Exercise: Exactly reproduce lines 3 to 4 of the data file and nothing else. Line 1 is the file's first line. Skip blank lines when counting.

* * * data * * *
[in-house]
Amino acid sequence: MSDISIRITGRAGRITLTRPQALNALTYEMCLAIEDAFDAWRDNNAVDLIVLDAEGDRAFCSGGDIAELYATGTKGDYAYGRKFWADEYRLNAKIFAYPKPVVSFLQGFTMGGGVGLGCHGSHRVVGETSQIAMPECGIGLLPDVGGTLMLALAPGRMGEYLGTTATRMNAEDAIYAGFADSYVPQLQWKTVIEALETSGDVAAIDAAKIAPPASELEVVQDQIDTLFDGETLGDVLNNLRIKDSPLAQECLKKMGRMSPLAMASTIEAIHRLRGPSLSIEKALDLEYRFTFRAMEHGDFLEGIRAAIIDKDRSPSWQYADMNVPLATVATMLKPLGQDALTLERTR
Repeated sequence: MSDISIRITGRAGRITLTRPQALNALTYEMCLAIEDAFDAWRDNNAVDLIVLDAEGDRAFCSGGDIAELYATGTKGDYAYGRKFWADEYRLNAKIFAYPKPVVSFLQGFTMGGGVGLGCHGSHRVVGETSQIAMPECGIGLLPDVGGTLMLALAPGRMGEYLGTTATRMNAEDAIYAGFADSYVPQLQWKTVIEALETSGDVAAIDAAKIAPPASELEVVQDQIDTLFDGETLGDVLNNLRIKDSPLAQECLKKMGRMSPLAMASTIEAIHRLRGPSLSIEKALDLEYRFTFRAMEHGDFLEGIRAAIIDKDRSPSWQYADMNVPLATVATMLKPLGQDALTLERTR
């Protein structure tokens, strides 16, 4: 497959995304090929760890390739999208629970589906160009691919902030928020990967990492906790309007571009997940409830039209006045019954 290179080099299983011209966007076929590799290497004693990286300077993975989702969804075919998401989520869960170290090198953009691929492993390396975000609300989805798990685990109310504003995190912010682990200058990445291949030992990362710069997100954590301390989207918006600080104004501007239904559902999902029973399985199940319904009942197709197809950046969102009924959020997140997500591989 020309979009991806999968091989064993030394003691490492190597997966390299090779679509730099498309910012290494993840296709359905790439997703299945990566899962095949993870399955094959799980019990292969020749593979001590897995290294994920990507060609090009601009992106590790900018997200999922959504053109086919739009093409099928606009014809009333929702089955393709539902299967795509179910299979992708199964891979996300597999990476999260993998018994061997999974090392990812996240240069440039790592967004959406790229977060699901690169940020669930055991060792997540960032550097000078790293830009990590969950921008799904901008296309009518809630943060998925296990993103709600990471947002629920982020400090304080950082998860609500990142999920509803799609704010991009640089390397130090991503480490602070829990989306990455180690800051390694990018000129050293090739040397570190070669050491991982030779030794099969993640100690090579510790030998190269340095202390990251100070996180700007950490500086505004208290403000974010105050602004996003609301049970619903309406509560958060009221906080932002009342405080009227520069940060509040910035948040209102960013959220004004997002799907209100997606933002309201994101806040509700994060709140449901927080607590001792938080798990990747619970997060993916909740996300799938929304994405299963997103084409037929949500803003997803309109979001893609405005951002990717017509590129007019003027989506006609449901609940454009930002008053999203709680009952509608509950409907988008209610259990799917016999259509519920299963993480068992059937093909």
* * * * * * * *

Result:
Repeated sequence: MSDISIRITGRAGRITLTRPQALNALTYEMCLAIEDAFDAWRDNNAVDLIVLDAEGDRAFCSGGDIAELYATGTKGDYAYGRKFWADEYRLNAKIFAYPKPVVSFLQGFTMGGGVGLGCHGSHRVVGETSQIAMPECGIGLLPDVGGTLMLALAPGRMGEYLGTTATRMNAEDAIYAGFADSYVPQLQWKTVIEALETSGDVAAIDAAKIAPPASELEVVQDQIDTLFDGETLGDVLNNLRIKDSPLAQECLKKMGRMSPLAMASTIEAIHRLRGPSLSIEKALDLEYRFTFRAMEHGDFLEGIRAAIIDKDRSPSWQYADMNVPLATVATMLKPLGQDALTLERTR
């Protein structure tokens, strides 16, 4: 497959995304090929760890390739999208629970589906160009691919902030928020990967990492906790309007571009997940409830039209006045019954 290179080099299983011209966007076929590799290497004693990286300077993975989702969804075919998401989520869960170290090198953009691929492993390396975000609300989805798990685990109310504003995190912010682990200058990445291949030992990362710069997100954590301390989207918006600080104004501007239904559902999902029973399985199940319904009942197709197809950046969102009924959020997140997500591989 020309979009991806999968091989064993030394003691490492190597997966390299090779679509730099498309910012290494993840296709359905790439997703299945990566899962095949993870399955094959799980019990292969020749593979001590897995290294994920990507060609090009601009992106590790900018997200999922959504053109086919739009093409099928606009014809009333929702089955393709539902299967795509179910299979992708199964891979996300597999990476999260993998018994061997999974090392990812996240240069440039790592967004959406790229977060699901690169940020669930055991060792997540960032550097000078790293830009990590969950921008799904901008296309009518809630943060998925296990993103709600990471947002629920982020400090304080950082998860609500990142999920509803799609704010991009640089390397130090991503480490602070829990989306990455180690800051390694990018000129050293090739040397570190070669050491991982030779030794099969993640100690090579510790030998190269340095202390990251100070996180700007950490500086505004208290403000974010105050602004996003609301049970619903309406509560958060009221906080932002009342405080009227520069940060509040910035948040209102960013959220004004997002799907209100997606933002309201994101806040509700994060709140449901927080607590001792938080798990990747619970997060993916909740996300799938929304994405299963997103084409037929949500803003997803309109979001893609405005951002990717017509590129007019003027989506006609449901609940454009930002008053999203709680009952509608509950409907988008209610259990799917016999259509519920299963993480068992059937093909």